While I was reading Daniel Greenberg’s essay (“Are 1000 Pictures Worth One Word?”) on why it has been so difficult to convey the SVS experience in film and pictures (http://www.sudval.org/essays/092015.shtml), I found myself thinking about the evolution of my own understanding about what makes SVS so unique. I think Linda and I were like many SVS parents when we sought admission for our daughter. We were fleeing one horror or another of the public school system. What was most important to us then was what SVS was not. We knew she would not have reams of homework, she would be not be penalized for failing to conform, she would not have to spend long hours preparing for and taking standardized tests and she would not be required to remain all day inside a class room without any outlets for her energy.
But SVS is so much more than the lack of homework, and the freedom to climb trees whenever you want. I think I got my first glimpse of what makes SVS unique when we attended our first SVS concert.
Like many musical events put on by people decades younger than myself, I found I knew very little of the music and despite my mild hearing loss, the music seemed much louder than it needed to be. There were also a number of very musically talented kids, along with a few that were less so.
But just barely below of the surface I saw vast differences between the SVS concert and similar events put on at more traditional schools. What struck me immediately was the lack of involvement of SVS staff. A few were in attendance, but none were in a leadership or managerial role. At other school musicals and plays, the music teacher or drama teacher are always present, if not by actually serving as master of ceremonies, then certainly by coordinating and instructing from the wings. They are often noticeably anxious and, on some basic level, have taken on ownership of the success or failure of the event. Their egos are on the line, far more so than the student participants.
At the SVS concert this lack of a non-student ownership of the event was striking. There are a host of technical challenges to any sort of production, theater, dance, music. At the musical events at our public school there was a small cadre of dedicated parents, possessing the necessary technical skills, to run lights, manage sound equipment as well as sell tickets and staff the concessions table. At the SVS concert all of these were absent. Students played all these roles. How refreshing this was! Our younger daughter had participated in a local children’s theater, where parents had to buy the concessions, then staff the table. There was something surreal about giving my daughter a dollar, to go buy a snack Linda had purchased that morning, from a friend of ours, who was staffing the concession table during intermission. My daughter once even commented that it seemed strange that we had to pay to have her participate in the show, then had to pay for tickets to watch the show.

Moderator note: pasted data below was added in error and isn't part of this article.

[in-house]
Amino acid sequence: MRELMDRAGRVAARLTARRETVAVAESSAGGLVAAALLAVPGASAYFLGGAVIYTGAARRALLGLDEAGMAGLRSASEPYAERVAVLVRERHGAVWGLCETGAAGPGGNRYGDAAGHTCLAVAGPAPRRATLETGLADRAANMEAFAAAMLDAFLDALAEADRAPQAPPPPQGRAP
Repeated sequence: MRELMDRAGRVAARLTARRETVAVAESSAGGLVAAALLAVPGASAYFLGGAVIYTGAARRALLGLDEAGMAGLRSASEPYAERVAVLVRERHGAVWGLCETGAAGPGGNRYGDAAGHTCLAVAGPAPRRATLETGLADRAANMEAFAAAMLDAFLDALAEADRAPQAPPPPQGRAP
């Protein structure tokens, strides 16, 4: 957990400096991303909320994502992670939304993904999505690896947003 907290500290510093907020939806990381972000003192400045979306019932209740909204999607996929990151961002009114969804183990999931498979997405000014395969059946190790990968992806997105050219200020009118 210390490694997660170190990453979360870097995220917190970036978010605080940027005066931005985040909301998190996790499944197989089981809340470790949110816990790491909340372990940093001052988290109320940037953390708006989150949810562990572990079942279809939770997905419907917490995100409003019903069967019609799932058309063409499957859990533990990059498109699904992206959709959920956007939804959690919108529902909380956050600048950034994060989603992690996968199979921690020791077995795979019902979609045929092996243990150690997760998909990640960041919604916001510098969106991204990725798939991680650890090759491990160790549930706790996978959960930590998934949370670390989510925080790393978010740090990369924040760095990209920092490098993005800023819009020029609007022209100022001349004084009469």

The full ownership of the SVS concert by the students was brought into sharp focus for me during what was really just a trivial moment during the concert. During an act change there was some momentary technical glitch. A couple SVS students were busily making the necessary corrections, but even before the problem had become a noticeable awkward pause in the show, another student jumped up in front of the audience, told a couple jokes to entertain the audience while the technical issue was resolved.
For me, that momentary delay, and how it was handled was a eureka moment. If this had been any school but SVS, one of the teachers would have come on stage and apologized for the delay, an army of overly involved parents would have rushed forward to solve the technical issue. The students would have likely felt a sense of dis-empowerment.
The concert also illustrated many other aspects of SVS. The multi-age acts were inspiring. Older more experienced musicians often provided the backup needed for younger kids to do their singing acts. The variety was impressive, the acts barely touched top 40 hits and ranged from classical to punk (do they still call it that?).
But for me, the insight I saw that night, was the educational value of the students owning the entire process. The collateral benefits to this ownership are probably impossible to fully enumerate. To produce such a successful event the kids had to learn and manage so much more than just the musical acts themselves: from the mundane issues of buying and pricing concessions, to the far more complex social tasks of self-organization and management.
I understand why the SVS difference cannot be easily photographed or filmed and then “given” to someone else to understand. SVS is so different, it is hard to fully understand without immersing yourself in parts of it. It needs to be experienced. And sadly only the staff and students get to do this on a regular basis. As a parent I must satisfy myself by getting occasional glimpses of it.